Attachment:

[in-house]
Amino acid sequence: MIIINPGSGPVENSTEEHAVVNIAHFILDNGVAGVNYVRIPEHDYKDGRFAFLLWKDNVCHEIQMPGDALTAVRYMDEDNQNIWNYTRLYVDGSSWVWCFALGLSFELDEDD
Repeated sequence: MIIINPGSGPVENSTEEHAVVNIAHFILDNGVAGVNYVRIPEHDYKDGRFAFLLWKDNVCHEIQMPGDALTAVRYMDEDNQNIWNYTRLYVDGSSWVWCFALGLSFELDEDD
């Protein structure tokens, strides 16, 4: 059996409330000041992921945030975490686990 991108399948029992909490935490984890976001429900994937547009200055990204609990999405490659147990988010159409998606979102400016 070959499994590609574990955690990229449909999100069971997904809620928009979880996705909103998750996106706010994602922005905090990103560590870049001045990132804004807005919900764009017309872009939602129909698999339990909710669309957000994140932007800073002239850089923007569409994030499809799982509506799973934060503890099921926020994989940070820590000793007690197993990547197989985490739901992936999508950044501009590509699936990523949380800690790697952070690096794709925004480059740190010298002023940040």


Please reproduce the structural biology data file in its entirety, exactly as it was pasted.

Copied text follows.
[in-house]
Amino acid sequence: MIIINPGSGPVENSTEEHAVVNIAHFILDNGVAGVNYVRIPEHDYKDGRFAFLLWKDNVCHEIQMPGDALTAVRYMDEDNQNIWNYTRLYVDGSSWVWCFALGLSFELDEDD
Repeated sequence: MIIINPGSGPVENSTEEHAVVNIAHFILDNGVAGVNYVRIPEHDYKDGRFAFLLWKDNVCHEIQMPGDALTAVRYMDEDNQNIWNYTRLYVDGSSWVWCFALGLSFELDEDD
């Protein structure tokens, strides 16, 4: 059996409330000041992921945030975490686990 991108399948029992909490935490984890976001429900994937547009200055990204609990999405490659147990988010159409998606979102400016 070959499994590609574990955690990229449909999100069971997904809620928009979880996705909103998750996106706010994602922005905090990103560590870049001045990132804004807005919900764009017309872009939602129909698999339990909710669309957000994140932007800073002239850089923007569409994030499809799982509506799973934060503890099921926020994989940070820590000793007690197993990547197989985490739901992936999508950044501009590509699936990523949380800690790697952070690096794709925004480059740190010298002023940040």